Why did you choose to volunteer at NARA, and what keeps you coming back?
I chose to volunteer because I thought it would be interesting to get to see some of the material that NARA has that normally one would never get to see. In our orientation, we were told lots of stories about people finding important, or just interesting, stuff they weren’t looking for. Besides, it was a lot more interesting than trying to play golf everyday, especially playing with my game. What keeps you coming back, however, is the realization of how valuable what you are doing is to NARA and to the country. NARA is really understaffed, and it is just not possible to do all of the things that should be done to make even a small portion of the vast amount of material more available to the people who need to see it. This year, from what I understand, volunteers contributed time equivalent to more than 20 full time employees.
What would you recommend to others who might be interested in becoming a volunteer?
We have recommended volunteering at NARA to several friends, and so far we have recruited two. One is now a docent at A I, and the other, a retired Veterans Administration lawyer, is working on the Civil War widow’s claims documents – files that are the predecessors to files he worked with in his time at VA. The main thing is that if you think you might want to volunteer at Archives I in Washington, DC, contact Becky Martin and at Archives II, contact Judy Luis-Watson and see what they need to have done. It is almost certain that one can find a project to which you can really contribute.
What has been the most rewarding part about being a NARA volunteer?
Mostly, it is the sense of getting something valuable done with your time.
How does it feel to be recognized by NARA for your outstanding service?
I was very surprised to be selected, as I have not been a volunteer very long, and the biggest accomplishment I have had is to have found a large error in the initial stage of a project and stuck it out through all the detailed work to get it fixed. I was happy to accept the recognition on behalf of my small group of volunteers who worked very hard for a long time on a meticulous and not very exciting job.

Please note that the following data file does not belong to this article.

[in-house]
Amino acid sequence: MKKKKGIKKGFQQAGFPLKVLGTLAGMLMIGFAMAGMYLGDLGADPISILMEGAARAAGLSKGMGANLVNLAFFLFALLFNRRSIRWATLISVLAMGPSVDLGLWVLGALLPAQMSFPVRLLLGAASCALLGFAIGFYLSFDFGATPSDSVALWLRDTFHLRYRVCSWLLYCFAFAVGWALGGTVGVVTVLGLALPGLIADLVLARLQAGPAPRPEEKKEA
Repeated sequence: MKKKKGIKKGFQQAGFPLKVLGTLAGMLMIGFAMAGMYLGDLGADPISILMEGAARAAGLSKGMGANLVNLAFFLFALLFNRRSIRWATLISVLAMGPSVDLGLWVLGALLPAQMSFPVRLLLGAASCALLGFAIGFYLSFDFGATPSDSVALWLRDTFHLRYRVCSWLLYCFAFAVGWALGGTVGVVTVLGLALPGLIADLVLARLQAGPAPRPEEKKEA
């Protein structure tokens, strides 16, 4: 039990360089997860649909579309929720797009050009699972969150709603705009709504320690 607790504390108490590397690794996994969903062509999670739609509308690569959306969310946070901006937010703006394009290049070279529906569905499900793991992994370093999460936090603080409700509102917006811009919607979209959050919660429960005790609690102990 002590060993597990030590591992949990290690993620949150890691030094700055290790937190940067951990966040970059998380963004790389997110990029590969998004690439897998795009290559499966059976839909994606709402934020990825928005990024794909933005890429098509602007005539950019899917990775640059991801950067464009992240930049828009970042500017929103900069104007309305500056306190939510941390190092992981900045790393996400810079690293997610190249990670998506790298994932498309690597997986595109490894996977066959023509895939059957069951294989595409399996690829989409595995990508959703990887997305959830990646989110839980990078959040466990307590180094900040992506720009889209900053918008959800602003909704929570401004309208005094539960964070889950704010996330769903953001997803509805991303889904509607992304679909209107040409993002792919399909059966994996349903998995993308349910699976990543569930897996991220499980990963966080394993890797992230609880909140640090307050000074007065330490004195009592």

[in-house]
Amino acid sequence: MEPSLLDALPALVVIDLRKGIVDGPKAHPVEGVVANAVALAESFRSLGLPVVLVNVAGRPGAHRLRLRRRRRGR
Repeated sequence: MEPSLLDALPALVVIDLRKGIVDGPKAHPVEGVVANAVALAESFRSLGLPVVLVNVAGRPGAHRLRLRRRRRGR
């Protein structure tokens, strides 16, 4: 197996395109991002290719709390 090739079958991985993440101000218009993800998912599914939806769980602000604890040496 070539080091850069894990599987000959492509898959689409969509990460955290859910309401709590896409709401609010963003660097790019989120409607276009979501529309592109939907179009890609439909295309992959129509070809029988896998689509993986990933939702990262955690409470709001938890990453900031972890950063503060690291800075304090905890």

What other projects or hobbies are you involved in?
As I mentioned in one of the earlier questions, I do try to play golf whenever the weather is good, and also work out a bit so I can continue to walk when I play. The scores don’t get any better, but they are not any worse as yet, either. My wife and I also really enjoy traveling, and we try to go on at least one or two interesting trips a year. This year in February, we are off to see the headwaters of the Amazon in the jungles of Peru. Later in the year we will be joining some British friends on a bare boat charter on a canal in Alsace.
What’s the last book you read or the last book you loved?
I really enjoy reading, but it is almost entirely limited to non-fiction, and that mostly on history related subjects. I am currently reading “Decision at Sea” by Craig L. Symonds about the five naval battles that most influenced America’s history. The jacket for this book was in an office window on the second floor of A-II that I pass every time I go to the Volunteer office. I knew of the author, and it looked interesting. Each fall, my wife and I attend the Civil War Battlefield Tour put on by the Penn State Alumni Association, and Dr. Symonds was one of the faculty on a tour of Charleston, SC several years ago. These tours seem to be the source of many of the books I read. The last one I read was “Receding Tide” by Ed Bearss and Parker Hills about the Gettysburg and Vicksburg campaigns, which I found as a result of last fall’s tour of Vicksburg.